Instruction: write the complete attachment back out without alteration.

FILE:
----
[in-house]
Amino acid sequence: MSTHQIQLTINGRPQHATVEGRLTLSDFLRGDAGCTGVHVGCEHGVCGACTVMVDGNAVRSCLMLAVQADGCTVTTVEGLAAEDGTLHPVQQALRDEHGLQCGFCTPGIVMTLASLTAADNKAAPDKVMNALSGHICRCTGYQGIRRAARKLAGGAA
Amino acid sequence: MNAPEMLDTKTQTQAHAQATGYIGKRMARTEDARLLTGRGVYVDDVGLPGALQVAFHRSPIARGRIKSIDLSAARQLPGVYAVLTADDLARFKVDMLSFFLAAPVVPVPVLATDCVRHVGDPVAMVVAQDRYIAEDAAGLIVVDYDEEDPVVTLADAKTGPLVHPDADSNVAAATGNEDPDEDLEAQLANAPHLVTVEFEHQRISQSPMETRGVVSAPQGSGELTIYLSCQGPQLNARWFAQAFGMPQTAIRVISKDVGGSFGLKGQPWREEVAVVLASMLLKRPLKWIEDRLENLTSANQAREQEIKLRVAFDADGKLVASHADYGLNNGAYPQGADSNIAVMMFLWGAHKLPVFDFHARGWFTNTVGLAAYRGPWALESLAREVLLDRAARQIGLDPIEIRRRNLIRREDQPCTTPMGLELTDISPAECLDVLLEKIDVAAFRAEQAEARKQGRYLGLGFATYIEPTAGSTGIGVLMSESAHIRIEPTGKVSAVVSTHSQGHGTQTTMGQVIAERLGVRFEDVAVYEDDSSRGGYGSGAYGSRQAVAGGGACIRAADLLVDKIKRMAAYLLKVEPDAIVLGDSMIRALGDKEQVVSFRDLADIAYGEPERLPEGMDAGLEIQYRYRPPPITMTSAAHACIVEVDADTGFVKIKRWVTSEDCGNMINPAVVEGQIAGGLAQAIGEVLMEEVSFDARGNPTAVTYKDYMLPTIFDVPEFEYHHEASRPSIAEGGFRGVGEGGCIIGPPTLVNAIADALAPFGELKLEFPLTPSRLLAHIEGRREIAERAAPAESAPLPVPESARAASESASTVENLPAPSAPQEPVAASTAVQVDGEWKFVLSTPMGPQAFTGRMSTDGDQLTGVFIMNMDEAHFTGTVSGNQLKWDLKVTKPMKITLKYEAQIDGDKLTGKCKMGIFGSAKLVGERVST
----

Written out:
[in-house]
Amino acid sequence: MSTHQIQLTINGRPQHATVEGRLTLSDFLRGDAGCTGVHVGCEHGVCGACTVMVDGNAVRSCLMLAVQADGCTVTTVEGLAAEDGTLHPVQQALRDEHGLQCGFCTPGIVMTLASLTAADNKAAPDKVMNALSGHICRCTGYQGIRRAARKLAGGAA
Amino acid sequence: MNAPEMLDTKTQTQAHAQATGYIGKRMARTEDARLLTGRGVYVDDVGLPGALQVAFHRSPIARGRIKSIDLSAARQLPGVYAVLTADDLARFKVDMLSFFLAAPVVPVPVLATDCVRHVGDPVAMVVAQDRYIAEDAAGLIVVDYDEEDPVVTLADAKTGPLVHPDADSNVAAATGNEDPDEDLEAQLANAPHLVTVEFEHQRISQSPMETRGVVSAPQGSGELTIYLSCQGPQLNARWFAQAFGMPQTAIRVISKDVGGSFGLKGQPWREEVAVVLASMLLKRPLKWIEDRLENLTSANQAREQEIKLRVAFDADGKLVASHADYGLNNGAYPQGADSNIAVMMFLWGAHKLPVFDFHARGWFTNTVGLAAYRGPWALESLAREVLLDRAARQIGLDPIEIRRRNLIRREDQPCTTPMGLELTDISPAECLDVLLEKIDVAAFRAEQAEARKQGRYLGLGFATYIEPTAGSTGIGVLMSESAHIRIEPTGKVSAVVSTHSQGHGTQTTMGQVIAERLGVRFEDVAVYEDDSSRGGYGSGAYGSRQAVAGGGACIRAADLLVDKIKRMAAYLLKVEPDAIVLGDSMIRALGDKEQVVSFRDLADIAYGEPERLPEGMDAGLEIQYRYRPPPITMTSAAHACIVEVDADTGFVKIKRWVTSEDCGNMINPAVVEGQIAGGLAQAIGEVLMEEVSFDARGNPTAVTYKDYMLPTIFDVPEFEYHHEASRPSIAEGGFRGVGEGGCIIGPPTLVNAIADALAPFGELKLEFPLTPSRLLAHIEGRREIAERAAPAESAPLPVPESARAASESASTVENLPAPSAPQEPVAASTAVQVDGEWKFVLSTPMGPQAFTGRMSTDGDQLTGVFIMNMDEAHFTGTVSGNQLKWDLKVTKPMKITLKYEAQIDGDKLTGKCKMGIFGSAKLVGERVST